Ask any real enthusiast about their love of riding our local trails and you will hear all about the rush they get from being on their bikes, the great terrain, the speed, the wind in the face and even of being on that edge of control which fires up the adrenaline. Some will describe a difficult section of trail that demands slow, controlled effort, but all will have stories to share.
Unfortunately, with the excitement and speed of the sport come injuries. Indeed, mountain biking is one of the most common sources of summer injuries, and some of the most severe. Dr. Annie Gareau from the Whistler Health Care Centre (who co-authored the Whistler study below) says that “one in 1000 skiers are injured; one in 100 snowboarders; and one in 10 downhill cyclists!”
The study, published in 2011, analyzed injuries at the Whistler Mountain Bike Park. It was one of the few such studies and it told us a lot about injuries in the sport. Of some 900 individuals who were injured enough to look for medical assistance, 95% used only the (mandatory) helmet as safety gear. About two dozen used more gear including a range of knee and elbow pads, neck guards and a full body protective suit.
The types of injuries showed numerous consistencies: most of the less severe were fractures in the upper extremities such as wrists, arms and shoulders, sprains and concussions. Injuries were usually caused when riders lost control and flew off their bikes, usually over the handlebars. The majority of injuries occurred in the afternoon. This could be from late starts, but just as likely occurred when riders were more fatigued or more adventurous.
The best way to mitigate injuries, aside from slowing down is to have the skills to match the challenge and to ride in control. Wearing protective gear such as body armour is another good idea. Taking steps to protect yourself, and others on the trails, means your chances of cutting the season short with an injury drop dramatically.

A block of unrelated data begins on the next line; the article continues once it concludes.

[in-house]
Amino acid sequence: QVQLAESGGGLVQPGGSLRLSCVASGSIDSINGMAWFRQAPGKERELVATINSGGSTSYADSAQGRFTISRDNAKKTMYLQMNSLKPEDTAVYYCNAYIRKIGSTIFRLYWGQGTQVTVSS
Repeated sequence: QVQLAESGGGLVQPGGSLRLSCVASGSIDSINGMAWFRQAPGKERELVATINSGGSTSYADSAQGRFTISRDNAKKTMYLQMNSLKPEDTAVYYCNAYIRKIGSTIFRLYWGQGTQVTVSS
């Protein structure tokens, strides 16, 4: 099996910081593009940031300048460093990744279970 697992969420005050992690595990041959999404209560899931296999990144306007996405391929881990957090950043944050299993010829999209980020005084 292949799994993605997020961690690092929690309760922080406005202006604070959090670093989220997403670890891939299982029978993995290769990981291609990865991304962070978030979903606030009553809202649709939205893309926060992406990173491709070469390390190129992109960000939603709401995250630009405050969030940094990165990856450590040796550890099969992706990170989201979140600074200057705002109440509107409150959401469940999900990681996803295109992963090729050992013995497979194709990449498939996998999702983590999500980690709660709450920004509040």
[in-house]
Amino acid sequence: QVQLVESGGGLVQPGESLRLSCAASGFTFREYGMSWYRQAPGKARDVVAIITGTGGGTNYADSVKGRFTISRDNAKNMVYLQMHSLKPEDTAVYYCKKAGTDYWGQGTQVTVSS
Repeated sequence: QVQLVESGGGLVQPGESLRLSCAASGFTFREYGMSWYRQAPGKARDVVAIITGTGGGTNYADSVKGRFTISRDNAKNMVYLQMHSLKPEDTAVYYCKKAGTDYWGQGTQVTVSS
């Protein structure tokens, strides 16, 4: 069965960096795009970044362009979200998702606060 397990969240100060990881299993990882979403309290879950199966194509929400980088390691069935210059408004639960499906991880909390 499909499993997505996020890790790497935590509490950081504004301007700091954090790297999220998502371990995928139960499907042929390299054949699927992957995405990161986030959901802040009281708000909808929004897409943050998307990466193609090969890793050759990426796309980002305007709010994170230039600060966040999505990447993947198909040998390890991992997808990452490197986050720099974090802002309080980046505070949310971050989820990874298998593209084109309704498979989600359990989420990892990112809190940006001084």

There are resources in all our communities to help mountain bikers. These include skills courses at recreation centers, bike shops or cycling clubs. Get to know others you see on the trails and share experiences and knowledge. Good riders work on their skills. They ride smart by starting small, working their way up to the stunts and obstacles they really want to take on. And there is no shame in walking the areas of the trail that you don’t feel comfortable in riding.
Investing in good quality pads or body armour will certainly make a difference the next time you take a header over the handlebars.
Riding in control of your bike is an essential step in your safety. Riding out of control means losing the ability to adjust to the terrain as you ride over it. Control will not only prevent crashes, but could well mean avoiding injury to yourself, or others. Riding around blind corners? Slow down — who know what’s there or who’s coming at you?
Ask anyone and they will tell you our region is chock full of great trails and terrain mountain bikers to enjoy. Just do it safely.
For more information about injury prevention check out Parachute Canada
. Parachute Canada is a national charitable organization dedicated to preventing injuries and saving lives.
Written by Dr. Paul Martiquet, Medical Health Officer for Rural Vancouver Coastal Health including Powell River, the Sunshine Coast, Sea-to- Sky, Bella Bella and Bella Coola.